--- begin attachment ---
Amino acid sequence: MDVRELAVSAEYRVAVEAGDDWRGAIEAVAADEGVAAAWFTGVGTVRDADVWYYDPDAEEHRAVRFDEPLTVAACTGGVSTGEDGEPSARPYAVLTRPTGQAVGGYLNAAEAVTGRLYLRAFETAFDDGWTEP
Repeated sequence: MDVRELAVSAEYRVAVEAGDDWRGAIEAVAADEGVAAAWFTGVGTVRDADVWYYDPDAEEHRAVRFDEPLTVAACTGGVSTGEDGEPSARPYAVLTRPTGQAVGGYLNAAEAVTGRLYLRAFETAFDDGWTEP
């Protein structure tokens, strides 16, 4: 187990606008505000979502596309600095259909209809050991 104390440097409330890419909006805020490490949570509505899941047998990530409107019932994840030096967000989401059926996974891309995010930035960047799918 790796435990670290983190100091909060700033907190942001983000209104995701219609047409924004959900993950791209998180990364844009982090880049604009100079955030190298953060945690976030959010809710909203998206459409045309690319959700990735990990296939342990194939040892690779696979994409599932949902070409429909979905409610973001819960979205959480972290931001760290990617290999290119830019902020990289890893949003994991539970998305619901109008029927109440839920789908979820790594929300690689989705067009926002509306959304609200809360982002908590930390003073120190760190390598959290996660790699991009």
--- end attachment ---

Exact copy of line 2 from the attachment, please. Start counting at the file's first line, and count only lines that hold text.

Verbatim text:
Repeated sequence: MDVRELAVSAEYRVAVEAGDDWRGAIEAVAADEGVAAAWFTGVGTVRDADVWYYDPDAEEHRAVRFDEPLTVAACTGGVSTGEDGEPSARPYAVLTRPTGQAVGGYLNAAEAVTGRLYLRAFETAFDDGWTEP